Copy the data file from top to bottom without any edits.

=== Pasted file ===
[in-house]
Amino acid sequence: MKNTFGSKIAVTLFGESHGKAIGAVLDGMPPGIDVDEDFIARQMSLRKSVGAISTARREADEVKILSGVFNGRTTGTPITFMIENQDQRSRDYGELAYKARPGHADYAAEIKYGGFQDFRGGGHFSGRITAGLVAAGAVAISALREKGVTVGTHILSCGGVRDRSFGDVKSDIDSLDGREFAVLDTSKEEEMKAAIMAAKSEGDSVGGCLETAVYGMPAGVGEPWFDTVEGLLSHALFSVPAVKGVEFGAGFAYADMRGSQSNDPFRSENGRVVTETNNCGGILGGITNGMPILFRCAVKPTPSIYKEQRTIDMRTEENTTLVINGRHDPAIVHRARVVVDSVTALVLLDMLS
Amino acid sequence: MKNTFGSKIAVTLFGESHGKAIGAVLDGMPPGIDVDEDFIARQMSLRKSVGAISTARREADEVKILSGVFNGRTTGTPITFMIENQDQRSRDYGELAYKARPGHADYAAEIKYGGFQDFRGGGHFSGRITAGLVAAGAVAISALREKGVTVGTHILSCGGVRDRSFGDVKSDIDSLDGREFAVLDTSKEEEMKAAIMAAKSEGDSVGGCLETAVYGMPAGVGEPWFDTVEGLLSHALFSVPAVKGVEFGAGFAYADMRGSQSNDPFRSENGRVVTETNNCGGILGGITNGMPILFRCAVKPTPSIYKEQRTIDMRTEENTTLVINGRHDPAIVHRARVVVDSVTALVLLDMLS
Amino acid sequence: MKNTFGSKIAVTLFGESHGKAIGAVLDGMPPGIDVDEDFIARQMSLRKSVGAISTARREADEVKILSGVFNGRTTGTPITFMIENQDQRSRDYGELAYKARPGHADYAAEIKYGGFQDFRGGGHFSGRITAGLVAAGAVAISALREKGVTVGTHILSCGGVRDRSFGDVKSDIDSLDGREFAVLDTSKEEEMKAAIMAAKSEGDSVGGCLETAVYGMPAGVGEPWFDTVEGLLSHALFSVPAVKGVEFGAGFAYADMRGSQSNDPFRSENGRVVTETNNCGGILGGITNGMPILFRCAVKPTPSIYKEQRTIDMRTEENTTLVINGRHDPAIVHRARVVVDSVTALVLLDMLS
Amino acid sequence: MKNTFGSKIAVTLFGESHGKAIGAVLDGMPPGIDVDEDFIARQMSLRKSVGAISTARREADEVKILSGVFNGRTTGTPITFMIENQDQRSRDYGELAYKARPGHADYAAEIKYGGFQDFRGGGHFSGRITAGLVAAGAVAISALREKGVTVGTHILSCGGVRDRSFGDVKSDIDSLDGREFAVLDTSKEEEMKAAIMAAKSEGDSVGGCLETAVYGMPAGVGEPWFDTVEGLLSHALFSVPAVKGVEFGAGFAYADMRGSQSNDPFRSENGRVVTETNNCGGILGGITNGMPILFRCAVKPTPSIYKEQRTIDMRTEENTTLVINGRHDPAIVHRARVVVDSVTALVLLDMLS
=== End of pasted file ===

[in-house]
Amino acid sequence: MKNTFGSKIAVTLFGESHGKAIGAVLDGMPPGIDVDEDFIARQMSLRKSVGAISTARREADEVKILSGVFNGRTTGTPITFMIENQDQRSRDYGELAYKARPGHADYAAEIKYGGFQDFRGGGHFSGRITAGLVAAGAVAISALREKGVTVGTHILSCGGVRDRSFGDVKSDIDSLDGREFAVLDTSKEEEMKAAIMAAKSEGDSVGGCLETAVYGMPAGVGEPWFDTVEGLLSHALFSVPAVKGVEFGAGFAYADMRGSQSNDPFRSENGRVVTETNNCGGILGGITNGMPILFRCAVKPTPSIYKEQRTIDMRTEENTTLVINGRHDPAIVHRARVVVDSVTALVLLDMLS
Amino acid sequence: MKNTFGSKIAVTLFGESHGKAIGAVLDGMPPGIDVDEDFIARQMSLRKSVGAISTARREADEVKILSGVFNGRTTGTPITFMIENQDQRSRDYGELAYKARPGHADYAAEIKYGGFQDFRGGGHFSGRITAGLVAAGAVAISALREKGVTVGTHILSCGGVRDRSFGDVKSDIDSLDGREFAVLDTSKEEEMKAAIMAAKSEGDSVGGCLETAVYGMPAGVGEPWFDTVEGLLSHALFSVPAVKGVEFGAGFAYADMRGSQSNDPFRSENGRVVTETNNCGGILGGITNGMPILFRCAVKPTPSIYKEQRTIDMRTEENTTLVINGRHDPAIVHRARVVVDSVTALVLLDMLS
Amino acid sequence: MKNTFGSKIAVTLFGESHGKAIGAVLDGMPPGIDVDEDFIARQMSLRKSVGAISTARREADEVKILSGVFNGRTTGTPITFMIENQDQRSRDYGELAYKARPGHADYAAEIKYGGFQDFRGGGHFSGRITAGLVAAGAVAISALREKGVTVGTHILSCGGVRDRSFGDVKSDIDSLDGREFAVLDTSKEEEMKAAIMAAKSEGDSVGGCLETAVYGMPAGVGEPWFDTVEGLLSHALFSVPAVKGVEFGAGFAYADMRGSQSNDPFRSENGRVVTETNNCGGILGGITNGMPILFRCAVKPTPSIYKEQRTIDMRTEENTTLVINGRHDPAIVHRARVVVDSVTALVLLDMLS
Amino acid sequence: MKNTFGSKIAVTLFGESHGKAIGAVLDGMPPGIDVDEDFIARQMSLRKSVGAISTARREADEVKILSGVFNGRTTGTPITFMIENQDQRSRDYGELAYKARPGHADYAAEIKYGGFQDFRGGGHFSGRITAGLVAAGAVAISALREKGVTVGTHILSCGGVRDRSFGDVKSDIDSLDGREFAVLDTSKEEEMKAAIMAAKSEGDSVGGCLETAVYGMPAGVGEPWFDTVEGLLSHALFSVPAVKGVEFGAGFAYADMRGSQSNDPFRSENGRVVTETNNCGGILGGITNGMPILFRCAVKPTPSIYKEQRTIDMRTEENTTLVINGRHDPAIVHRARVVVDSVTALVLLDMLS